We have to have that nice new car or truck to impress our family, friends, and even that person at the stop light that we’ll never meet. We have to buy a house as soon as possible after getting married because paying rent for an apartment is just throwing good money down the drain. We have to have a credit card to rent a hotel or car, or go on nice vacations. So, if you believe all that, then your answer to the above question would be ‘yes’. I have talked to a lot of people who believe that and they are up to their eye balls in debt trying to maintain a credit score and/or maintain an image of looking like they are in a good financial setting. They have multiple credit cards, multiple car loans, multiple mortgages, etc…
But what if I told you that even though the FICO score is doing exactly what it’s supposed to do, having a large FICO score is not an indication of you winning financially. In fact, for a good number of people, it means the opposite.  You see, the FICO score is really an, I love debt score. If you look it up on, you will see that your score is broken down into 5 categories. 35% of your score is based on your payment history. 30% is based on your debt levels. If your level of debt gets too high, your score gets harmed. If your level gets too low, your score starts to go away. 15% is based on the length of time you've been in debt. 10% is based on the type of debt you have. And the last 10% is based on any new debt. What percentage is based on how much money you have saved or how long you've worked at your present job? It doesn't! Wouldn't you think that was important too?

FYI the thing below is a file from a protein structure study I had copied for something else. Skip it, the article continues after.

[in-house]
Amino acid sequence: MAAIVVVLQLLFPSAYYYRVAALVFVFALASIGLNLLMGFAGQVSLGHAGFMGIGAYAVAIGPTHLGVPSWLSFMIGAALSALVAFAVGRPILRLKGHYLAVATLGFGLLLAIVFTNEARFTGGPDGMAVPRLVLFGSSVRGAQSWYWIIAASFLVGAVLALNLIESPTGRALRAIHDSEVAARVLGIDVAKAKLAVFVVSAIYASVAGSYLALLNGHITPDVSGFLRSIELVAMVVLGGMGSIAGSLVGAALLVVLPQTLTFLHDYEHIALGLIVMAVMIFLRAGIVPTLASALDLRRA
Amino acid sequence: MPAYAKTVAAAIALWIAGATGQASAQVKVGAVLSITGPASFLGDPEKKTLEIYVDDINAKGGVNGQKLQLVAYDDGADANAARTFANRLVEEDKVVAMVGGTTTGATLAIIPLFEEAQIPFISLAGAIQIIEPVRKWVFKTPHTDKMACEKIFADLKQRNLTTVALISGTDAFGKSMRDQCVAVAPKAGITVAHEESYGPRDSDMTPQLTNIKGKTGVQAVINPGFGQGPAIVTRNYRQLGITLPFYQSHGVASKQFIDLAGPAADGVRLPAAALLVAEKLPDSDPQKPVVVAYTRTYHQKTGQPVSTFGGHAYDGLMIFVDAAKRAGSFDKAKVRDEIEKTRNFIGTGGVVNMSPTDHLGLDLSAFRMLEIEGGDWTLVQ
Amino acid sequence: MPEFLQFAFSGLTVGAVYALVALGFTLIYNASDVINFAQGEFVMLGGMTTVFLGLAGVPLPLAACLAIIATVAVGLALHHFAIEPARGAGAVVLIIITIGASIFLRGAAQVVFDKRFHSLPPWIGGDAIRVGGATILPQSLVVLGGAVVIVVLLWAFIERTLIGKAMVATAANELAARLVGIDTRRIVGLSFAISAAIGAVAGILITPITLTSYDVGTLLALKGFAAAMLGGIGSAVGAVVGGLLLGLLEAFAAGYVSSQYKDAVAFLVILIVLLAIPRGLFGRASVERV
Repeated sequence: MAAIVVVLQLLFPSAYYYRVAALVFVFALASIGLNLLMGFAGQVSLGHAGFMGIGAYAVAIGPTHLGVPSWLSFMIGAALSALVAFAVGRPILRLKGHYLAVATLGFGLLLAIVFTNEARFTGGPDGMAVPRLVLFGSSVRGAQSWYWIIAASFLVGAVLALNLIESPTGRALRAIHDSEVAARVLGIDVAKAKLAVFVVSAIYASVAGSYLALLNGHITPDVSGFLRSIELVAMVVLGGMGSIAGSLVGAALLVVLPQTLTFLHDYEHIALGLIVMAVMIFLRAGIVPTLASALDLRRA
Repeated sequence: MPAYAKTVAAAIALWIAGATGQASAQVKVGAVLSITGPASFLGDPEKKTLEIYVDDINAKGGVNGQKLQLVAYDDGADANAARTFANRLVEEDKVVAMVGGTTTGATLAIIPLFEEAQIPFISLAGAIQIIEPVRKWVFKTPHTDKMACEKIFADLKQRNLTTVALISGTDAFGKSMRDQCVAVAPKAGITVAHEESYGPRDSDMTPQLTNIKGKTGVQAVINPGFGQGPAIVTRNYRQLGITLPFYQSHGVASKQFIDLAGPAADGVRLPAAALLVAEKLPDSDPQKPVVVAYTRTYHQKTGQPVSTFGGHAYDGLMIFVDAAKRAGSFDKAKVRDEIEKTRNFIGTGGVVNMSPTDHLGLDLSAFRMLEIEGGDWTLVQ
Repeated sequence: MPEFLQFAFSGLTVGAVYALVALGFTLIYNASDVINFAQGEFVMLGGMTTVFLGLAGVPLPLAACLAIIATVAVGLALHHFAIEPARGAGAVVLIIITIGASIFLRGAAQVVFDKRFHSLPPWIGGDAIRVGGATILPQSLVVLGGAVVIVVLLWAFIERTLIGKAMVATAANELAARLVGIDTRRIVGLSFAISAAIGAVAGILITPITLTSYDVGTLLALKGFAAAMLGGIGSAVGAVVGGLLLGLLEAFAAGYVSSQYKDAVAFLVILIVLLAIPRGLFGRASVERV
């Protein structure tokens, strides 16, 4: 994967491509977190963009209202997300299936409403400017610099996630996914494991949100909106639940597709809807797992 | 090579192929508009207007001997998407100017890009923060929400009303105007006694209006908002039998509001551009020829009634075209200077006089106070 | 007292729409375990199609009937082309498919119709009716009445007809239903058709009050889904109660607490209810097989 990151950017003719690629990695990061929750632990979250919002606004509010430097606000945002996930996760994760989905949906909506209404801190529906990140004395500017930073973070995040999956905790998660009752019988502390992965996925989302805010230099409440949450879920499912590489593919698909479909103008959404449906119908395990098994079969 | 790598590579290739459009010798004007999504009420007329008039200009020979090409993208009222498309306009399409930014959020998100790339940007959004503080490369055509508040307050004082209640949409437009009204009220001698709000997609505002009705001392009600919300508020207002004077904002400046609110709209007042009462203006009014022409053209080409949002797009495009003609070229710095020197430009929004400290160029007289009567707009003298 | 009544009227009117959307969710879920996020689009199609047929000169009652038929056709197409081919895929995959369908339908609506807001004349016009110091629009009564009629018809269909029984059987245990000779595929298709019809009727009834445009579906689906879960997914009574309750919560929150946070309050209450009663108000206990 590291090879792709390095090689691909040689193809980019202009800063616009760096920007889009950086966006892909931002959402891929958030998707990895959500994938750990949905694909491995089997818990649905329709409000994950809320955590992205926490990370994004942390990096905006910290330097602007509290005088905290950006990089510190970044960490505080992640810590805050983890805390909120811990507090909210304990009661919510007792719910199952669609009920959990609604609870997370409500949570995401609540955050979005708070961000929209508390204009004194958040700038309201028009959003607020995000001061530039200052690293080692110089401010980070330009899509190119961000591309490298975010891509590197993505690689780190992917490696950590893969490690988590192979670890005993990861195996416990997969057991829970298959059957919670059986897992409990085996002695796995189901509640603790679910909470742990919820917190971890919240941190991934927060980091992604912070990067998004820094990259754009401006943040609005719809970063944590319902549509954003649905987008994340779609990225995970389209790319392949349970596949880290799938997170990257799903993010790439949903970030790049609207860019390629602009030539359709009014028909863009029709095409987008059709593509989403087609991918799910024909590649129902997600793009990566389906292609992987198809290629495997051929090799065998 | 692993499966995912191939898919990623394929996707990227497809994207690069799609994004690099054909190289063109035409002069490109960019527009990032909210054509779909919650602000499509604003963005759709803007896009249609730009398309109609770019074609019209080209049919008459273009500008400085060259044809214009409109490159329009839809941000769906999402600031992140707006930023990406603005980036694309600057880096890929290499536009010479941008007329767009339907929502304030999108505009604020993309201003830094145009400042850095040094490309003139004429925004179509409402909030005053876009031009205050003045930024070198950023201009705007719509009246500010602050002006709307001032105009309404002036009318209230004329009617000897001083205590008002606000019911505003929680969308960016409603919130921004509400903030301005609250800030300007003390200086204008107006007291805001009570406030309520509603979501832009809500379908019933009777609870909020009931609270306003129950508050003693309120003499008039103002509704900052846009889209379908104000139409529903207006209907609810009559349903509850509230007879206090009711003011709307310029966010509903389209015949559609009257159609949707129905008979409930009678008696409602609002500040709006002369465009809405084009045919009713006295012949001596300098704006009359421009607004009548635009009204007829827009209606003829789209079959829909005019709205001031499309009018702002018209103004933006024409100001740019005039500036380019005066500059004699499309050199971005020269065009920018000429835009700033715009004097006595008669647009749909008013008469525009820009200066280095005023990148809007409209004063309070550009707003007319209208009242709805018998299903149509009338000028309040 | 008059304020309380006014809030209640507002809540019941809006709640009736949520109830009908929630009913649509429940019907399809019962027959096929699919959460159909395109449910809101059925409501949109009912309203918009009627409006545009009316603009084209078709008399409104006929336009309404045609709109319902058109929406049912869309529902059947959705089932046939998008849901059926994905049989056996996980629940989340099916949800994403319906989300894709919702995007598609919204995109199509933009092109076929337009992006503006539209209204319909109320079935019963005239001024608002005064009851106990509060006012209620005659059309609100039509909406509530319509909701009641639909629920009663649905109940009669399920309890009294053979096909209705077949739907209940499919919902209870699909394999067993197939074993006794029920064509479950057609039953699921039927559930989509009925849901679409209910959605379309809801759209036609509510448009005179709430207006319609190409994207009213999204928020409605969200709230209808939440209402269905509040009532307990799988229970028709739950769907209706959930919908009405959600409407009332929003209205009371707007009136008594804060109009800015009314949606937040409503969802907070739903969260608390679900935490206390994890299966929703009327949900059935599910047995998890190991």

Dave Ramsey gave the best example that I know of to explain what this means. He said that in the past 20 plus years, he has zero debt and pays for things using cash only. By doing so, he has freed up his largest wealth building tool, his income. So today, he is now a multimillionaire. He continues by saying that if he wanted to go down the street and rent a studio apartment, a $500.00 per month apartment, the apartment manager would more than likely look to see what his FICO score was, but because his score is zero, they would probably not rent him that apartment even though he has enough money to write a check and buy the whole complex.
You see, you could win millions of dollars playing the lottery, inherit millions when your long lost uncle passes away, or receive a million dollar a year raise from your employer and your FICO score won’t go up one point unless you use that money to go into debt and stay in debt your whole life. There is something wrong about that. So my answer to the question, “Is the FICO score really important?”,  would be ‘no’.